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Between 1700 BCE and 1100 BCE, an integrated architectural complex consisting of three or four earthen mounds, a series of six vast concentric semi-elliptical earthen ridges (ranging in diameter from 600 to 1200 meters), a large flat plaza defined by the innermost ridge (14 hectares or 35 acres in size), and several borrow areas, was constructed at this site on a bayou (a marshy tributary) not far from the west bank of the Mississippi River.
The ridges are believed to have served as living areas. Three mounds, one of which is the second largest earthen structure in North America, are outside the ridged enclosure; two are inside it.
The vast earthen architecture of this site was constructed by a foraging society of hunter- gatherers, not a settled agricultural people, which makes it all the more remarkable a site. It is still not understood how and why such a society could so totally transform this landscape. It may well be the largest hunter-gatherer settlement that has ever existed. Not only was it the largest settlement of its time in North America, but its design was absolutely unique and its construction required an unprecedented amount (over 750,000 cubic meters) of earth-moving. Poverty Point was also the center of a major exchange network with goods brought in from as far as 1,600 kilometers (1,000 miles) distant.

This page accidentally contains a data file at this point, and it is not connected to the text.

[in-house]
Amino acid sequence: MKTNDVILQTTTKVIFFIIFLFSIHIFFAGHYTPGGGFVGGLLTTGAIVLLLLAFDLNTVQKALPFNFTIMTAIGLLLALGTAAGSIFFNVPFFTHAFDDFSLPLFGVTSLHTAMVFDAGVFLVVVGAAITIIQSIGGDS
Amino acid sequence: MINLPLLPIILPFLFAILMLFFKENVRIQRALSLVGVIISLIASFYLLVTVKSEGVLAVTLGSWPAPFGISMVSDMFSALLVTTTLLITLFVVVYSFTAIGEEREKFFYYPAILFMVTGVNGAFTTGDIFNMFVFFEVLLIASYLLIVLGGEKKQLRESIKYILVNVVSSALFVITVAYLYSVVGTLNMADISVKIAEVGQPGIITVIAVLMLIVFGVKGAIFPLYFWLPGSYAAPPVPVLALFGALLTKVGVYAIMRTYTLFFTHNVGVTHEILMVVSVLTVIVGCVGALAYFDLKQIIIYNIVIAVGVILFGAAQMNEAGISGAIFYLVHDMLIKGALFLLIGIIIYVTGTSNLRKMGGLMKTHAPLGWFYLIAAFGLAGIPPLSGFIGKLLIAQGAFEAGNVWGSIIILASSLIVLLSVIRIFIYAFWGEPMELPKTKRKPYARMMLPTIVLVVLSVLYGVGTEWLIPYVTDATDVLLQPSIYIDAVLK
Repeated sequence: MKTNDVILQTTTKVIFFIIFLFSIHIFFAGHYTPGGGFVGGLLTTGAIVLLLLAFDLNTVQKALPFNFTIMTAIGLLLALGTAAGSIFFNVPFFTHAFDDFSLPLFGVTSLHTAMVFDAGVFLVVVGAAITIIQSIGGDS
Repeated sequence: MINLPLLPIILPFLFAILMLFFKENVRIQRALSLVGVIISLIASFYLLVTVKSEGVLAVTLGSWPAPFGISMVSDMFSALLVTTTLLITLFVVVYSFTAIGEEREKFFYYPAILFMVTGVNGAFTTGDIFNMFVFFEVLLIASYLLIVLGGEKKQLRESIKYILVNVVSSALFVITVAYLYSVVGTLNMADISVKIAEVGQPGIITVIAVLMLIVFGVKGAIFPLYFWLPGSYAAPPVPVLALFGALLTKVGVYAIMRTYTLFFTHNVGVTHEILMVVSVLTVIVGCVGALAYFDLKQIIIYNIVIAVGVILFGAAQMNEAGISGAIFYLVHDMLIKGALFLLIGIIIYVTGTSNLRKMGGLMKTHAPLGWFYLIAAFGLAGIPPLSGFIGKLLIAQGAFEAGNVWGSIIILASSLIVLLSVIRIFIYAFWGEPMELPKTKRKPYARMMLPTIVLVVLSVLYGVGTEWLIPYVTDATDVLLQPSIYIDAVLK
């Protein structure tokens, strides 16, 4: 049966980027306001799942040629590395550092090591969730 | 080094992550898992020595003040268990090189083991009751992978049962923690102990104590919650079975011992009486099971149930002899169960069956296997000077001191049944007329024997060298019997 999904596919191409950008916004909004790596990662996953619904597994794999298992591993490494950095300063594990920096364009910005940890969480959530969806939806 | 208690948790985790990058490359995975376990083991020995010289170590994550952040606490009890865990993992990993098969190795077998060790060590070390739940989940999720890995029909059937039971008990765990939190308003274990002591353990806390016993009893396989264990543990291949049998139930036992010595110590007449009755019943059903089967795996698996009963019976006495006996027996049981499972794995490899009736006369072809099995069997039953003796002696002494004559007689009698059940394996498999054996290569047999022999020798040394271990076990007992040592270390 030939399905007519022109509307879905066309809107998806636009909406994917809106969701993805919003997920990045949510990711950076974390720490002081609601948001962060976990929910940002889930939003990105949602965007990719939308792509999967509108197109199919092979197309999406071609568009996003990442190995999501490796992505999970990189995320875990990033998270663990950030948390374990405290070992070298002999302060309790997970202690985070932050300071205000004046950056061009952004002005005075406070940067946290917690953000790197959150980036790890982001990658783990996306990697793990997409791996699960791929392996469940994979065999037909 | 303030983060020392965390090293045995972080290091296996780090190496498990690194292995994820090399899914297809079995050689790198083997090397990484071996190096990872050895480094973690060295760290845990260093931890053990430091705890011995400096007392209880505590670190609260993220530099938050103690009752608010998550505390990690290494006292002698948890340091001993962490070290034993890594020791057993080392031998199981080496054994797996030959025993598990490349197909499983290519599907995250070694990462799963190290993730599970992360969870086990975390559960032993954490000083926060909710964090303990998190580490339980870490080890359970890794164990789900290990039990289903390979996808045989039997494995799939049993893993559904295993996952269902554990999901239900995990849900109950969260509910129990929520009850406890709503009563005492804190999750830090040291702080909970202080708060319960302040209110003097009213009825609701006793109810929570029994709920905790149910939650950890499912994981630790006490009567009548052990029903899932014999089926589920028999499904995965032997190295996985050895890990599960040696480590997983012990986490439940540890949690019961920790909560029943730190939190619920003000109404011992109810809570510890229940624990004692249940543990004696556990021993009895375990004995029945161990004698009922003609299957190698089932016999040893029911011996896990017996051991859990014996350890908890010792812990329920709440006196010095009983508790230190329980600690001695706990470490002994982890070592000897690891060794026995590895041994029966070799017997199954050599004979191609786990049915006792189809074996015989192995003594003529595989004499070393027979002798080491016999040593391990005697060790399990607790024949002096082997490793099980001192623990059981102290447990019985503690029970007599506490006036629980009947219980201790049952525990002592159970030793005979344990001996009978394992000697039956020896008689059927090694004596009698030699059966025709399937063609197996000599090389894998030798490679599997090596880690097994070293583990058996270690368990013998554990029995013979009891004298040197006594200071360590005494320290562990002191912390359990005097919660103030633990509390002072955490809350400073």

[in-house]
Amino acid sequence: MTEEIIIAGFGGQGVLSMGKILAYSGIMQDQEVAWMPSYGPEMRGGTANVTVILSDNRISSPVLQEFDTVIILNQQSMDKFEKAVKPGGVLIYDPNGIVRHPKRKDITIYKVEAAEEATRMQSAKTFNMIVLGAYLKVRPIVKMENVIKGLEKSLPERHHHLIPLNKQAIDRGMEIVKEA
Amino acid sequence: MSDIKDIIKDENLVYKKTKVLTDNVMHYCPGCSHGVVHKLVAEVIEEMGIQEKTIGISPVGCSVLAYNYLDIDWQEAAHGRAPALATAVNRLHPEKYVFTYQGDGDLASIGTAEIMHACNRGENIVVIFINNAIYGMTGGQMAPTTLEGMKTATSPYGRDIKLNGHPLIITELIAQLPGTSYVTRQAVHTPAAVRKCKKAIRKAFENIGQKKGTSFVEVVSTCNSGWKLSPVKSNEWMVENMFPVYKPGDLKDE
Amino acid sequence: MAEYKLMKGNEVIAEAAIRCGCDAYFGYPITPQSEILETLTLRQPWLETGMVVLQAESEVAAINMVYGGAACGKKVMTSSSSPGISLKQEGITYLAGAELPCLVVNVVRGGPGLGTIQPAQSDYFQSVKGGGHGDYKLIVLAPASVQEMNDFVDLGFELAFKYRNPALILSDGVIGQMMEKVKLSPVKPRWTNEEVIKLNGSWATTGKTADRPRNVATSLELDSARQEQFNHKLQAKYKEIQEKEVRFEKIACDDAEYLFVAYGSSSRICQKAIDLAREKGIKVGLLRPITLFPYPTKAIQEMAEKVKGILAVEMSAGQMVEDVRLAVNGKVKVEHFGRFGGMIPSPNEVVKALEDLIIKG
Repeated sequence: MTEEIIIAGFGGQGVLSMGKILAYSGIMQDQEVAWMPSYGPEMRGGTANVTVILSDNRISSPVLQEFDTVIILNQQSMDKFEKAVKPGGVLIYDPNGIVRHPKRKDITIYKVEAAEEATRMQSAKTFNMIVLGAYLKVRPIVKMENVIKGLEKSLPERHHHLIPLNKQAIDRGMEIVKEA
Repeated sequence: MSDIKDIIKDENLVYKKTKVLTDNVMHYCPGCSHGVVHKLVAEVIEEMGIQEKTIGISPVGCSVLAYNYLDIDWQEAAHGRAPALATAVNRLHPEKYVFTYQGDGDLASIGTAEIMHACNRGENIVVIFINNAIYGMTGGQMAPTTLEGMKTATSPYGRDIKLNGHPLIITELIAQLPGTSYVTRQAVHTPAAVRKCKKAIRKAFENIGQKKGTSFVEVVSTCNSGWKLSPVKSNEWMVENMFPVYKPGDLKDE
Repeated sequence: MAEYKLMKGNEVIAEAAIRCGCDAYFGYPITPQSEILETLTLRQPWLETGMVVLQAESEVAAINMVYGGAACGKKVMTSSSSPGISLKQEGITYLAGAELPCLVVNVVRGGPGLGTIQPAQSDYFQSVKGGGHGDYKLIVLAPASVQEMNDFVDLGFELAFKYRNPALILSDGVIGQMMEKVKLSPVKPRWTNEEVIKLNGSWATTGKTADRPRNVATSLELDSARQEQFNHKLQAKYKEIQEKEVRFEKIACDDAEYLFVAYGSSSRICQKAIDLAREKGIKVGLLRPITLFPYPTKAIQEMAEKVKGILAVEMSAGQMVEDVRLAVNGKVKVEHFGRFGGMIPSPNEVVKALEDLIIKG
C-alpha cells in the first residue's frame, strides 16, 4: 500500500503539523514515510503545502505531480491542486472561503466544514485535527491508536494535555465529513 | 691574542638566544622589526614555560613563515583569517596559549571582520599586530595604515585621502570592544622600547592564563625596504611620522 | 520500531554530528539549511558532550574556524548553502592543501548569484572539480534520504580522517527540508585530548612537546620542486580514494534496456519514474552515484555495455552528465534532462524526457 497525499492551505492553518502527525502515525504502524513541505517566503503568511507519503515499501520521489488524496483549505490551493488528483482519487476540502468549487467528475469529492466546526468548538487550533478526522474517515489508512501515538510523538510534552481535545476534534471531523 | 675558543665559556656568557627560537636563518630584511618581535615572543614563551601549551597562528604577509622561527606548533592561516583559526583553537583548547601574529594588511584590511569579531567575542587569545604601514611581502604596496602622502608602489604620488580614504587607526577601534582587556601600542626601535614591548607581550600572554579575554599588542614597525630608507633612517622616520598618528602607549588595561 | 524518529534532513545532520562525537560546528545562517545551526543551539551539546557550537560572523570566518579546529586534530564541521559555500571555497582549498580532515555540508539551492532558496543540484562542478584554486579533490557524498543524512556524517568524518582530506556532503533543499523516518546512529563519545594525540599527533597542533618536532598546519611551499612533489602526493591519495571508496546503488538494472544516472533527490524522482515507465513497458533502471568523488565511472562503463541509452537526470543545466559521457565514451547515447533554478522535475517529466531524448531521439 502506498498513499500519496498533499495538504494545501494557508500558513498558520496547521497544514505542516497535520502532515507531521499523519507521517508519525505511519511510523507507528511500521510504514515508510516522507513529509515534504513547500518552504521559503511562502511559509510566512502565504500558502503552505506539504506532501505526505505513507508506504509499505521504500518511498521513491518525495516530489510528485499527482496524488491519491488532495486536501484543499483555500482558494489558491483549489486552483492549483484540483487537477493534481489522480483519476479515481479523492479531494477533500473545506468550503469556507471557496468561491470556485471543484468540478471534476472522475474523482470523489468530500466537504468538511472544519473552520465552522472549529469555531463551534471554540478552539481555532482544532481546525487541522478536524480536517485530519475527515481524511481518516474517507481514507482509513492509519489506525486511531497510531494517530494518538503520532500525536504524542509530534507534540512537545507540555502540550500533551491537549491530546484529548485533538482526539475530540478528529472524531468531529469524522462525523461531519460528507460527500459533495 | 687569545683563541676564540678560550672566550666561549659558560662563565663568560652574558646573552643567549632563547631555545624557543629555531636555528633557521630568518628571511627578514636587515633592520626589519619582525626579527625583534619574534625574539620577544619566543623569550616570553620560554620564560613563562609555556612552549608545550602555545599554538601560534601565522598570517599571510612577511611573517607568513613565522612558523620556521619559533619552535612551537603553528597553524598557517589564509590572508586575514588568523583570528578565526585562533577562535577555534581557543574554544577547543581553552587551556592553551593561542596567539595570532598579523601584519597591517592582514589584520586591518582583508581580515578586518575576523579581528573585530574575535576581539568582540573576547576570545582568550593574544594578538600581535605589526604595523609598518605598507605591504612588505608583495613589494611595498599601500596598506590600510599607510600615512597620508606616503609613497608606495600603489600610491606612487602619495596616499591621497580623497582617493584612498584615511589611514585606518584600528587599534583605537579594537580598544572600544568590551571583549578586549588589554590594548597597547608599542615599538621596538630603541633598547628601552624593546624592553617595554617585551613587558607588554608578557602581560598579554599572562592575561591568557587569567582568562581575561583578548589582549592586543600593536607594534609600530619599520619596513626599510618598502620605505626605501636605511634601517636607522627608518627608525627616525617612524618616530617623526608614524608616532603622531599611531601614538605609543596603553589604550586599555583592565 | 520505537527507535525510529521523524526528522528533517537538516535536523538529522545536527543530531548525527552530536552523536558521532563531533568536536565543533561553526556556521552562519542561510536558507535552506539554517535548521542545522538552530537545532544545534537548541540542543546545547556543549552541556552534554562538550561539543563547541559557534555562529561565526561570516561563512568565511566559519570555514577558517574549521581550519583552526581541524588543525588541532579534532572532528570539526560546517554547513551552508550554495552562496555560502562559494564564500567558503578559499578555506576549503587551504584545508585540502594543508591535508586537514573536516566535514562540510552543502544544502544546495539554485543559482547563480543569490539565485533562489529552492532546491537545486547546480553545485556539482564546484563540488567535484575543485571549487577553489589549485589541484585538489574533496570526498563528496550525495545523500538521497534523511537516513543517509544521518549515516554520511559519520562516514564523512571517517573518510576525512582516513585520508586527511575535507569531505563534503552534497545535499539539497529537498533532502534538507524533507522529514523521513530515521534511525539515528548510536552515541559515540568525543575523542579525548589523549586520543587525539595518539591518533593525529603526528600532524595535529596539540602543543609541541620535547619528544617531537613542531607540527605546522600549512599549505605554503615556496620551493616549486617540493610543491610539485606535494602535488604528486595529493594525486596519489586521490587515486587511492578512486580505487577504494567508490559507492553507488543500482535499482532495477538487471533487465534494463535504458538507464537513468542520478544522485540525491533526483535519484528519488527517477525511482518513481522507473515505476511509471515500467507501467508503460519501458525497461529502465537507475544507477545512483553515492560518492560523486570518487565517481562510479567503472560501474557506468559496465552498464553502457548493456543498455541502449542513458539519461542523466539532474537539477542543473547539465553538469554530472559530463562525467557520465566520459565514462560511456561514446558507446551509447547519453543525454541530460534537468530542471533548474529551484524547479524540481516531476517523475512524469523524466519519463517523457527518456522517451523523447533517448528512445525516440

There are no reconstructions at the site and only a small portion has been excavated. Agricultural use in the 19th and 20th centuries caused some deflation of the southern sectors of the concentric earthen ridges and more severe damage to a small part of one of the ridges. Other damage includes an historic road that bisected one of the mounds.
It seems clear that Poverty Point was the largest center of its type in the lower Mississippi region and had the largest and most elaborate earthworks. Its art, expressed in clay figurines, stone jewelry, and the lapidary industry, was unsurpassed in North America during its early time period.
Poverty Point has been compared to the slightly younger Olmec and Chavin Cultures of coastal Mesoamerica and Peru, respectively. But those societies, while comparable in their cultural elaborations-monumental architecture, art, and lapidary technology -- both represent agriculturally based subsistence adaptations.